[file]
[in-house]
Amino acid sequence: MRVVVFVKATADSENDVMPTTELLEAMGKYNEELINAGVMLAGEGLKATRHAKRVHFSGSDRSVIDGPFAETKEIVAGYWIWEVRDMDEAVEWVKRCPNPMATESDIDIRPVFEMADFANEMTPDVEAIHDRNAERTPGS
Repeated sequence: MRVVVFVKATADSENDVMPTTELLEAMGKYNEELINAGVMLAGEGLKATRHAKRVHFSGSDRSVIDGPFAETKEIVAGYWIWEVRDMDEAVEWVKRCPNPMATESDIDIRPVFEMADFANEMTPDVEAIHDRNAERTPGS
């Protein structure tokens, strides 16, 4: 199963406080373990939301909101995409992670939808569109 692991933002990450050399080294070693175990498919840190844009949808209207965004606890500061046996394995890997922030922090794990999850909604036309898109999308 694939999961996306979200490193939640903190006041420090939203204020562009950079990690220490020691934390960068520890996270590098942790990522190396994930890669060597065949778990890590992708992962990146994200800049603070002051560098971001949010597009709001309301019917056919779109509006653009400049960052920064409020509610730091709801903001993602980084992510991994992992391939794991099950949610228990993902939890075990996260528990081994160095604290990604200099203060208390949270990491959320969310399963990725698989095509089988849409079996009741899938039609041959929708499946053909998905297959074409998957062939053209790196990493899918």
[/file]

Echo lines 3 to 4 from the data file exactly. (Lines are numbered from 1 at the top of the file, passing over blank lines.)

Repeated sequence: MRVVVFVKATADSENDVMPTTELLEAMGKYNEELINAGVMLAGEGLKATRHAKRVHFSGSDRSVIDGPFAETKEIVAGYWIWEVRDMDEAVEWVKRCPNPMATESDIDIRPVFEMADFANEMTPDVEAIHDRNAERTPGS
């Protein structure tokens, strides 16, 4: 199963406080373990939301909101995409992670939808569109 692991933002990450050399080294070693175990498919840190844009949808209207965004606890500061046996394995890997922030922090794990999850909604036309898109999308 694939999961996306979200490193939640903190006041420090939203204020562009950079990690220490020691934390960068520890996270590098942790990522190396994930890669060597065949778990890590992708992962990146994200800049603070002051560098971001949010597009709001309301019917056919779109509006653009400049960052920064409020509610730091709801903001993602980084992510991994992992391939794991099950949610228990993902939890075990996260528990081994160095604290990604200099203060208390949270990491959320969310399963990725698989095509089988849409079996009741899938039609041959929708499946053909998905297959074409998957062939053209790196990493899918």